Dear Ms. Olberding,
Thank you for posting your request on History Hub!
The "official" photograph of an individual is not considered to be permanent federal records by the respective military services and is not retained in a separate collection by the service. If the photograph you are seeking still exists, it will most likely be found in the individual's Official Military Personnel File (OMPF). However, there is no guarantee the photograph will be present.
OMPFs and individual medical reports for those who served in the U.S. Army and who were separated from the service prior to 1958 are in the custody of NARA's National Personnel Records Center in St. Louis. In many cases where Army and Army Air Corps personnel records were destroyed in the 1973 fire, proof of service can be provided from other records such as morning reports, payrolls, and military orders, and a certificate of military service will be issued. Navy and Marine Corps OMPFs were not affected by the fire. Please complete a GSA Standard Form 180 and mail it to NARA's National Personnel Records Center, (Military Personnel Records), 1 Archives Drive, St. Louis, MO 63138-1002. You can also fax the form to 314-801-9195 OR view the record by visiting the NPRC Archival Research Room in St. Louis, MO. Veterans and their next of kin can also use eVetRecs to request records. See eVetRecs Help for instructions. For more information see Official Military Personnel Files (OMPF), Archival Records Requests.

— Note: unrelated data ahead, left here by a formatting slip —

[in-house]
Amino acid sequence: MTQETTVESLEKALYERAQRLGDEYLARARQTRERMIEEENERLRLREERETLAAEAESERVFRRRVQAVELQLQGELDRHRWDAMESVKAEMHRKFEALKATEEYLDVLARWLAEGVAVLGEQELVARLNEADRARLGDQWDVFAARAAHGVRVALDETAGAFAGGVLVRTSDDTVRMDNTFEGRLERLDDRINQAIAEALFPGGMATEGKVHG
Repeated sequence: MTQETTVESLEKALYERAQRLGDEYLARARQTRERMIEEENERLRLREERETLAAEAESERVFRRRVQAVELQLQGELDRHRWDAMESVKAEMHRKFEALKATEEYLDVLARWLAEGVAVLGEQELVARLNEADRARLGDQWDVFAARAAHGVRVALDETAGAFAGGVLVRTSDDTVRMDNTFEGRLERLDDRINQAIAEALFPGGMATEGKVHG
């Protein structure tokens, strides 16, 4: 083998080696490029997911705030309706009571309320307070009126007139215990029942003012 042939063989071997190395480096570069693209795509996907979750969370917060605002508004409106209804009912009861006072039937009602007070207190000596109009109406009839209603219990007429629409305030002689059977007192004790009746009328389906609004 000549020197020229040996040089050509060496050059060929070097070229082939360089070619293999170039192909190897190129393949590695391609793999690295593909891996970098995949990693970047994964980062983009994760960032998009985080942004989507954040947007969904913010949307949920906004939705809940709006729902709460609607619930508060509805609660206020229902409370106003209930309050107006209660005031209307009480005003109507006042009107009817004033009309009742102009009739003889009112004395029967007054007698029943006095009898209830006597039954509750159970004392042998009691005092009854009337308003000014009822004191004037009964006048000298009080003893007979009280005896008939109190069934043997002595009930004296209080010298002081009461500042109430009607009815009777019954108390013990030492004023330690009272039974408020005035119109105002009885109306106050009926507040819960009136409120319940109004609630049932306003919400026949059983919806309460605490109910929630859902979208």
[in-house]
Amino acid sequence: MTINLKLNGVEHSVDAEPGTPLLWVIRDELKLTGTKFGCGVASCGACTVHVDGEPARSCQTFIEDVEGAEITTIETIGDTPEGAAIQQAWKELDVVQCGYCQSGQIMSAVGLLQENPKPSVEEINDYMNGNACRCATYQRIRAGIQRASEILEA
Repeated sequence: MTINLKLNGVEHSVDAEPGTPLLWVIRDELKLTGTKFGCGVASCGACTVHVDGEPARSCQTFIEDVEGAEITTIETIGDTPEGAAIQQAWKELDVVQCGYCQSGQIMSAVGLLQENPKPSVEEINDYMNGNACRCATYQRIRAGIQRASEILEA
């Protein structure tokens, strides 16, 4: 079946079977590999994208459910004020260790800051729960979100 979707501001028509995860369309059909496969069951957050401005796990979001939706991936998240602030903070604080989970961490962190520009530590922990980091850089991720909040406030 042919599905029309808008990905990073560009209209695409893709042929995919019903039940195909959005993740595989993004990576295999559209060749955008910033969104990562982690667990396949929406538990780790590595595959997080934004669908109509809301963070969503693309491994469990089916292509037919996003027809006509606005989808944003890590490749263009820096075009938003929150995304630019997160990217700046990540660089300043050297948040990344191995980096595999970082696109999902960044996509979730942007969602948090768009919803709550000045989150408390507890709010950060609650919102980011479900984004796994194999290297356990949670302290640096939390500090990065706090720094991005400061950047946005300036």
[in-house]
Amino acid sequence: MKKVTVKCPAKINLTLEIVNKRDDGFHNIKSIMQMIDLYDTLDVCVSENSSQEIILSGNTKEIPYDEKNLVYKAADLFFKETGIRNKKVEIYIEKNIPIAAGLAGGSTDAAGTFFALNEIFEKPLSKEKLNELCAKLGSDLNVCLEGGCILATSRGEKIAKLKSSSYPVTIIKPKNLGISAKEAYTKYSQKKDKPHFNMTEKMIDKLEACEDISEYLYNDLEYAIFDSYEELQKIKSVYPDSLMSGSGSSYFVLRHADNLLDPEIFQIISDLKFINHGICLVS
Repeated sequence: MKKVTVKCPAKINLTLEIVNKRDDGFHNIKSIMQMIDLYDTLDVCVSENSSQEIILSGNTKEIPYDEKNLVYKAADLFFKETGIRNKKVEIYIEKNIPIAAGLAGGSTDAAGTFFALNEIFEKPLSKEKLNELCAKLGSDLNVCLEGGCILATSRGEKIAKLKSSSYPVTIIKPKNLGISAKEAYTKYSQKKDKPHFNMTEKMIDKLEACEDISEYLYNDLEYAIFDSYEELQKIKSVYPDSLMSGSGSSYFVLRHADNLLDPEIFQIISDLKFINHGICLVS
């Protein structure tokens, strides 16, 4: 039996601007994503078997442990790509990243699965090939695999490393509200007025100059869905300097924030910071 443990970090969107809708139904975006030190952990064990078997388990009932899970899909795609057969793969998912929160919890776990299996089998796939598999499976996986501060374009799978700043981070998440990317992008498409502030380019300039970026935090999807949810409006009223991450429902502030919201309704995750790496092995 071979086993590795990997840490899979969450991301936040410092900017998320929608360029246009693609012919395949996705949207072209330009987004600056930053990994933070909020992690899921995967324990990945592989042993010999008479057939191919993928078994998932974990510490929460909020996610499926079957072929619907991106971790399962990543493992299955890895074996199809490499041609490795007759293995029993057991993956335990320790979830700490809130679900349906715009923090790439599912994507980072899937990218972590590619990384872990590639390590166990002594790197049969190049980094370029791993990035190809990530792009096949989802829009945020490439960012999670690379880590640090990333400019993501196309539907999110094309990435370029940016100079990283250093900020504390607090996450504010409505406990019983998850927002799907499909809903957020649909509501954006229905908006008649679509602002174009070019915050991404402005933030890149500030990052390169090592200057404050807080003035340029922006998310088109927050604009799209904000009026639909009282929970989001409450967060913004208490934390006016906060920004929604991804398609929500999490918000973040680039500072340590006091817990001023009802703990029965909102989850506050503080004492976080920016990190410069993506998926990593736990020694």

Photographs of various U.S. Army activities dating from 1940 to 2007 are in the custody of the National Archives at College Park - Still Picture (RDSS). While these records do not include photographs of all soldiers and all units, there are many photographs and some have captions identifying the soldiers depicted by name and/or unit. Please contact RDSS via email at email@example.com. Their web site is https://www.archives.gov/dc-metro/college-park/photographs-dc.htm
Some Army organizations, veterans of Army organizations, and historians published unofficial books detailing the history of specific units during the war that sometimes included photographs of some of the soldiers in the unit. You may wish to search WorldCat, the Internet Archive, Google Books, and other online and library resources for books about your father’s unit.
Many local newspapers carried stories and pictures about some (through by no means all) of the soldiers from their area that served during the war. You may wish to search online newspaper archives as well as check local papers and local libraries for access to back issues.
Some local and state libraries, museums, and historical societies also collected material about Army installations in their area that may include photographs of some of the soldiers assigned to that installation.
We hope this is helpful. Best of luck with your family research!